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1939 Talbot-Lago T150C-SS Pourtout Coupe

A Talbot-Lago T150C-SS Pourtout Coupe – A Fine French Design

The French Talbot, was part of the Sunbeam-Talbot-Darracq, and that group like other many automakers in the 1930s fell on hard times during the Great Depression. Anthony Tony Lago moved to save the company by purchasing it with the help of a subsidy provided by the French government. Lago was a trained engineer who first worked at Isotta-Fraschini, and then went on to become the director of Wilson Self-Changing Gear, in England. There Lago’s engineering background helped with the development of the well-known Wilson Pre-Selector gearbox.

When Lago took over the Talbot company, he and engineer Walter Becchia set to work on combining a high-performance racing engine and a good handling chassis, with some of the most sensational coachwork of the time. The 3996 cc engine was a redesigned Talbot inline-six with a new aluminum, rocker-arm actuated, two-valve head with hemispherical combustion chambers. A Wilson Pre-Selector gearbox was chosen to back it up. The chassis features an independent front suspension with wishbones and a transverse leaf spring. The live rear axle is located by semi-elliptic springs.

  • 1939 Talbot-Lago T150C-SS Pourtout Coupe
  • 1939 Talbot-Lago T150C-SS Pourtout Coupe.

Lago and Becchia also built racing cars with engines tuned to a higher standard installed in the production chassis and began racing the very competitive package in 1936. By 1937, the cars had placed first, second, third and fifth in the French Grand Prix, which gave the outstanding automobiles world-wide exposure. In 1938, a T150C-SS Coupe placed admirably in third place at the 1938 24 Hours of Le Mans. During several years of production, approximately thirty of the T150C chassis were built.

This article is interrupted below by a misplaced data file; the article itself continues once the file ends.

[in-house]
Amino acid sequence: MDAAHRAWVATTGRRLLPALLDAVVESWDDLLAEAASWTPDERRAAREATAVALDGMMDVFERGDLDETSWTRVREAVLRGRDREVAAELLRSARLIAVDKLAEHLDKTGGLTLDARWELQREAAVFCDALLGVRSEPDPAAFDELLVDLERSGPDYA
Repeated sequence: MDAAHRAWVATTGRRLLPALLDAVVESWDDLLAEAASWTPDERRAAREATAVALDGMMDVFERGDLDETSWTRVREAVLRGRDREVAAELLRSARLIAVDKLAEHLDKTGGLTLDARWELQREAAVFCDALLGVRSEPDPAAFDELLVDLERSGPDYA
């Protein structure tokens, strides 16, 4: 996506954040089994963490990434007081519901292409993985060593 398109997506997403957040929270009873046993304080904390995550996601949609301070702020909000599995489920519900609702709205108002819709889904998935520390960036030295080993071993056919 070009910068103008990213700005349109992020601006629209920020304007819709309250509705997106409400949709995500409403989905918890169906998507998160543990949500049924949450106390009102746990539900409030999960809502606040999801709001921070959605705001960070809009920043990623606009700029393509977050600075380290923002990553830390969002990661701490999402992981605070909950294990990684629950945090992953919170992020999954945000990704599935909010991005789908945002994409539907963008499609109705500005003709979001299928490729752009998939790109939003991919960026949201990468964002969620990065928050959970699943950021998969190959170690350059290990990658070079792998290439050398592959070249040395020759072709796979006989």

The Talbot-Lago featured here is reported to be the last of three T150C-SS chassis’ that were fitted with Aerocoupe coachwork designed by gifted designer Georges Paulin and built by Marcel Pourtout, an important French coachbuilder. The car was unfinished before World War II broke out and was not completed until 1944. Post-war, Pierre Boncompagni a talented, wealthy amateur racing driver campaigned the car for a period and with it he won significant French hill climbs staged at Mt. Ventoux and Draguignan. He also managed to finish forth at the Coupe du Salon at Montlhery.


After Boncompagni died in a crash while driving a Ferrari in a competition event in 1953, the car passed through several European owners. Next it was shipped to the United States and ended up in Long Beach, California, owned by James R. Stannard Jr. Lindsey Locke a Talbot-Lago enthusiast, purchased it next in the early-1960s and kept it until 2008 when Sir Michael Kadoorie of Hong Kong, acquired it in good original condition. After a sympathetic restoration was completed on it, Kadoorie entered the car for the first time at the 2014 Pebble Beach Concours d’Elegance where it was well-received and won a first in class award.

After its debut in the U.S., it was fittingly brought back home to France for the first time in more than fifty years to be shown at the Chantilly Arts & Elegance Concours in early September. There the Talbot-Lago won a class award for exceptional French coachwork and Pavel Novitski of Novitski Classics, who attended the exceptional event took these photographs.